Dylan Ratigan | Greedy Bastards Favorite Financial Innovation: The Swaps Market (Part - News and Current Events | futures io social day trading
futures io futures trading


Dylan Ratigan | Greedy Bastards Favorite Financial Innovation: The Swaps Market (Part
Updated: Views / Replies:441 / 0
Created: by Quick Summary Attachments:0

Welcome to futures io.

(If you already have an account, login at the top of the page)

futures io is the largest futures trading community on the planet, with over 90,000 members. At futures io, our goal has always been and always will be to create a friendly, positive, forward-thinking community where members can openly share and discuss everything the world of trading has to offer. The community is one of the friendliest you will find on any subject, with members going out of their way to help others. Some of the primary differences between futures io and other trading sites revolve around the standards of our community. Those standards include a code of conduct for our members, as well as extremely high standards that govern which partners we do business with, and which products or services we recommend to our members.

At futures io, our focus is on quality education. No hype, gimmicks, or secret sauce. The truth is: trading is hard. To succeed, you need to surround yourself with the right support system, educational content, and trading mentors – all of which you can find on futures io, utilizing our social trading environment.

With futures io, you can find honest trading reviews on brokers, trading rooms, indicator packages, trading strategies, and much more. Our trading review process is highly moderated to ensure that only genuine users are allowed, so you don’t need to worry about fake reviews.

We are fundamentally different than most other trading sites:
  • We are here to help. Just let us know what you need.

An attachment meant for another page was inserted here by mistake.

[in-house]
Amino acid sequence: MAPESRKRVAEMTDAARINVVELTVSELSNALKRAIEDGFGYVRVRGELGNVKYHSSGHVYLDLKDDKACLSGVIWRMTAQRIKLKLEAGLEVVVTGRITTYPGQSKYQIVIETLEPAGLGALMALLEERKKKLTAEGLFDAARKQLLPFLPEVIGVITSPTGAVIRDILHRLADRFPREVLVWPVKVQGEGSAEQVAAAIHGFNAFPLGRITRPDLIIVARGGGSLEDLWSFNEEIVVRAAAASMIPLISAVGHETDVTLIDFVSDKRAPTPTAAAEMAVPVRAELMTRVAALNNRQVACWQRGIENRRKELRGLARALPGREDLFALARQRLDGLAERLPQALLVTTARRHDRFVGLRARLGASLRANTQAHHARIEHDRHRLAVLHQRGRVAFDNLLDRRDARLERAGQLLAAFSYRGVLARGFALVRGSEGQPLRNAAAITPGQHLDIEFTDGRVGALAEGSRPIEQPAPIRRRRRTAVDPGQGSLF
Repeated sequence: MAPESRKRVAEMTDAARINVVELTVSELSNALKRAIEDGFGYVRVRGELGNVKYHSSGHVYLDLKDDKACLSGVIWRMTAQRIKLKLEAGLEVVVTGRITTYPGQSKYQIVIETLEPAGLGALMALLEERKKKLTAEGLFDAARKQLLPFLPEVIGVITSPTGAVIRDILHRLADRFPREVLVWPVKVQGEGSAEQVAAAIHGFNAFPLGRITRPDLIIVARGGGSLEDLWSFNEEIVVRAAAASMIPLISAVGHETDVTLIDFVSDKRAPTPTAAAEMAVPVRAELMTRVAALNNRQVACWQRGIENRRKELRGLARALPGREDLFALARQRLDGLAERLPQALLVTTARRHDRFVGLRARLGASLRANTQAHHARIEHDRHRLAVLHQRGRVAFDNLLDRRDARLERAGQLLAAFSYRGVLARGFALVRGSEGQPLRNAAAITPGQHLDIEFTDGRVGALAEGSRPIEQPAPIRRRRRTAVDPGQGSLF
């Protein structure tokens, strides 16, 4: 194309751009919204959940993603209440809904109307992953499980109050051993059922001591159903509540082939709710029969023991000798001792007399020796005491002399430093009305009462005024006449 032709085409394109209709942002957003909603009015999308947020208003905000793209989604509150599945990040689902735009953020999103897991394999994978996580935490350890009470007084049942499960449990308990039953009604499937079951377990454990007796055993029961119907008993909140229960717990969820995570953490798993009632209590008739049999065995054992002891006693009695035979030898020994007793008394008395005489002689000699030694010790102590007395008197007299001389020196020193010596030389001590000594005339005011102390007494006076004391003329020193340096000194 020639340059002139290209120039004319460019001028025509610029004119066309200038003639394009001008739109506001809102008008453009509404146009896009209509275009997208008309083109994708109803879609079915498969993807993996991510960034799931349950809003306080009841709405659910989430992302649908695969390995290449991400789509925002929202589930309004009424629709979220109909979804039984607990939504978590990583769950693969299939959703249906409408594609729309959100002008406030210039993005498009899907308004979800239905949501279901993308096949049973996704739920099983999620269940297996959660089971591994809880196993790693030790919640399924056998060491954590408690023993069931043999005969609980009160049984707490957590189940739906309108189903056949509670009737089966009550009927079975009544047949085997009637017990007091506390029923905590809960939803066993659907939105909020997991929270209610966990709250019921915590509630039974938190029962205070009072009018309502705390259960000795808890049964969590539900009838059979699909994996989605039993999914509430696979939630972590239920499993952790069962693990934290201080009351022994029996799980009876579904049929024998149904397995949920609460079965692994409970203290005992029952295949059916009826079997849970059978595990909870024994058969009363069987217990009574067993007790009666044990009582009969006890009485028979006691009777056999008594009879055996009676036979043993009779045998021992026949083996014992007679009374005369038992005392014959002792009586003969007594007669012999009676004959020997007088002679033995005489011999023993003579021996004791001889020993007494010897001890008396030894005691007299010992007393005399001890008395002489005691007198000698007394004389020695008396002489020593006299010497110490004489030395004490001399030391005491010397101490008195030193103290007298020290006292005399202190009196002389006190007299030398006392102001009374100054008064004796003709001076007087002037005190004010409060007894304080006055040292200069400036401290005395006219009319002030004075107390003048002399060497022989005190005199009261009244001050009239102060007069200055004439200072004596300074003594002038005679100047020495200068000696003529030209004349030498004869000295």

• We work extremely hard to keep things positive in our community.
  • We do not tolerate rude behavior, trolling, or vendors advertising in posts.
  • We firmly believe in and encourage sharing. The holy grail is within you, we can help you find it.
  • We expect our members to participate and become a part of the community. Help yourself by helping others.

You'll need to register in order to view the content of the threads and start contributing to our community.  It's free and simple.

-- Big Mike, Site Administrator

Reply
 
Thread Tools Search this Thread
 

Dylan Ratigan | Greedy Bastards Favorite Financial Innovation: The Swaps Market (Part

  #1 (permalink)
Quick Summary
Dylan Ratigan | Greedy Bastards Favorite Financial Innovation: The Swaps Market (Part

Below is an interview I did this week as part of the Greedy Bastards series with Dylan Ratigan. Enjoy -- Chris

Welcome to another episode of Greedy Bastards Antidote — a podcast series that zeroes in on “Greedy Bastardism” in our country, and highlights the people out there who are finding the “Antidotes.” Dylan will be talking to the heroes and the visionaries out there on the front lines of education, health care, the environment, trade, taxes, finance and government, all of whom are finding solutions to America’s biggest challenges — and doing it creatively and fearlessly.

This week, we’re focusing on the swaps market — not only to learn exactly what credit default swaps are, but why they’re one of the favorite financial products of Greedy Bastards. This is the one market that betrays every fundamental principal of American values — it is not transparent, it does not require collateral if you’re a AAA rated bank, and you can sell insurance globally on credit. This incentivizes clients to buy them by offering lower interest rates (and who doesn’t want that?)

To help define exactly what “swaps” are, we got to talk to someone who knows them inside and out — Christoper Whalen of Institutional Risk Analytics and author of the book Inflated: How Money and Debt Built the American Dream. You can chat with him on Twitter @rcwhalen.

What is a credit default swap? Here’s how Dylan explains it: “The credit default swap literally has that equivalency in which AAA rated financial institutions sell insurance, so to speak, on credit—they allow you to reduce your interest rates, they allow companies and countries and individuals to benefit from, in the short term, reduced borrowing costs because of the insurance that was purchased in the swap, as they like to call it.” These are not transparent, because they are not traded on any public exchange. Lack of transparency means that no one, exactly, knows where the risk is or how much risk there is.

Why do Greedy Bastards love swaps? Dylan explains it this way. “The genius of the Greedy Bastards maneuvering in the swaps market is the following: After collecting the revenue for all the insurance that you’re selling and all the credit and debt of the world—by the way, the more debt there is, the more insurance you can sell—when the insurance claims come from default on that credit, you don’t have to pay a penny because you, my friend, are too big to fail,” says Dylan. “This is a market that has been created to basically protect the profitability of these banks that could be put on exchange but the barrier to doing it is the threat to their profits and the ability to do that is from money and politics.”